I received compliments on my post awhile back about my life as a real estate paralegal, so I figured now would be a good time to relay a few more of my experiences:
THEY WON’T LET ME LEAVE
I’ve never really understood why sellers schedule the sale of their existing home at the same time as the purchase of their new home, thereby forcing them to do everything in one day. I understand that some people have to do that due to financial circumstances, but it is never, ever easy.
I once got a call from a client the morning of closing, indicating that she was trying to get her stuff out, but that the buyers’ movers had already arrived and were blocking her driveway. I told her to just ask them to move the truck. She indicated she had done that and the movers refused, saying their customers (the buyers) insisted they unload NOW (even though the deal wasn’t actually closed yet!).
My client also indicated that she was afraid of the buyers because “He is a cop, has a temper, and carries a gun.”
Eventually, I convinced my client to put the mover on the phone with me, and I told the mover that he had to back out or he wouldn’t be able to unload at all, and therefore wouldn’t get paid. I told him not to unload ANYTHING until he got a call confirming that the sale had closed. Somehow it worked out and we got the deal closed, and everyone moved into the houses they were trying to get into.
SWEET LITTLE OLD LADY
My clients were an elderly couple who were closing on one of those “reverse mortgages.” They were the sweetest couple ever.
Closing was to take place at the County Clerk’s Office downtown, and my clients did not want to brave the city traffic, so they came to my office and I drove them to the closing. I parked in the nearest city ramp, and when we were all out of the car, I turned to my clients and informed them that we would have to go through a metal detector. Speaking directly to the husband, I told him that if, like many men, he had a pocket knife, he might want to leave that in the trunk of my car.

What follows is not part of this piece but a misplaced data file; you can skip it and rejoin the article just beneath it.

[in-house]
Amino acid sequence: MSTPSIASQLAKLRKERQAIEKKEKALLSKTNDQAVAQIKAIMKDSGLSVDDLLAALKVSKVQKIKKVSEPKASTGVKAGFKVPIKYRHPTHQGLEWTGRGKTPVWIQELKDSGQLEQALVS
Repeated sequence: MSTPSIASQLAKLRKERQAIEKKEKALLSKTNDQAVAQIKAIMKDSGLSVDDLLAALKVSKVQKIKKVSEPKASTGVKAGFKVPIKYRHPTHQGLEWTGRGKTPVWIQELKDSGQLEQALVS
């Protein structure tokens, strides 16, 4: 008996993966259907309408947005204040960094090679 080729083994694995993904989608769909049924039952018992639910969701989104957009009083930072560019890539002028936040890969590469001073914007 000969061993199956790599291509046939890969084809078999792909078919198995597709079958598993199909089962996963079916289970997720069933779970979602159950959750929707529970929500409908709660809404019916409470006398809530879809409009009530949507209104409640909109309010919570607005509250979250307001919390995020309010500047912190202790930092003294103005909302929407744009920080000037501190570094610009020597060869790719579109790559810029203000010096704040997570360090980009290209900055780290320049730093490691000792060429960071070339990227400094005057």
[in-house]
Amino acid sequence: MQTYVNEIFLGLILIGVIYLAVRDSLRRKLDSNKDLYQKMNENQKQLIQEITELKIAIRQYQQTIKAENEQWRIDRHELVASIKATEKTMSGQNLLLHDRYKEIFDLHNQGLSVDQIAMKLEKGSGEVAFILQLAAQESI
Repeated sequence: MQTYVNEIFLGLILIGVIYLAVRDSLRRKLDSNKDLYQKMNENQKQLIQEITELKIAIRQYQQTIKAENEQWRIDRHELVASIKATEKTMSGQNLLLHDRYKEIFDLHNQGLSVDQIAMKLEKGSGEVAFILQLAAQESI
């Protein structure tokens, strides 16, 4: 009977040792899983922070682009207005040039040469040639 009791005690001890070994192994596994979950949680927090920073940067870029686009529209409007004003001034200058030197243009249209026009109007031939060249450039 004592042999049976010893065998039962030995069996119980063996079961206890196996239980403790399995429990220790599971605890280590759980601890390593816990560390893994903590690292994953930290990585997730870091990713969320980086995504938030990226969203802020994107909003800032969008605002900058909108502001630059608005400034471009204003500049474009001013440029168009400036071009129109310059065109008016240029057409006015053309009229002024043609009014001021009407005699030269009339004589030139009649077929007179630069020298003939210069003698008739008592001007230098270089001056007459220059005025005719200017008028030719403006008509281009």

Whereupon, the sweet little old lady opened her purse and pulled out a humungous hunting knife á la Crocodile Dundee (“That’s not a knife – this is a knife!” [sic]).
My jaw must have dropped nearly to my toes. My client explained that she used to own a store in a not very nice section of the city and had grown accustomed to carrying a knife in the event that she would have to protect herself.
The knife was deposited in the trunk of my car, and we went on our merry way.
But I made sure to never, ever tick off THAT sweet little old lady!
YOU WANT ME TO DO WHAT?
And then there was the time, early in my career, when my boss had a back injury just before the assessment review hearing FOR OUR OFFICE BUILDING.
Now, my boss is the type who never lets illness or injury stop him from working, so I knew he was feeling poorly when he told me that I would have to cover the hearing. Not – could I drive him downtown so he could do it. Oh, no – my, myself and I were in charge of making sure our building was re-assessed at a lower value than it currently carried.
No pressure there, right? I was a fairly new employee, still unsure of her standing in the firm and unsure of my employer’s faith in my abilities. And God knew, I was totally unqualified (at least in my opinion) to handle that type of situation.
Was this some kind of test?
I drove myself downtown as slowly as possible, hoping I might miss that darn hearing. Upon arrival (on time, wouldn’t you know it), I embarrassed myself by not knowing the names or titles of the gentlemen running the hearing (and whose opinions would ultimately decide my fate my office building’s tax assessment).
Questions were asked, and I answered as best I could. It became more and more apparent that I really had no business being there.
Finally, the older gentleman in charge chuckled and told me my firm’s request for a re-assessment was … GRANTED. (My heart rate thereupon returned almost to normal.) And he added to please give his regards to my boss, whom he knew very well.
Whew! Do you have any idea how angry my fellow co-workers would have been had I failed and they were denied year-end bonuses because the taxes on the building were too high to allow for bonuses?
Guess I must have done all right ‘cause 15 years later, I’m still in the same job. Fortunately, I have never since been asked to cover a hearing of that type, although now I could do it without suffering heart palpitations.
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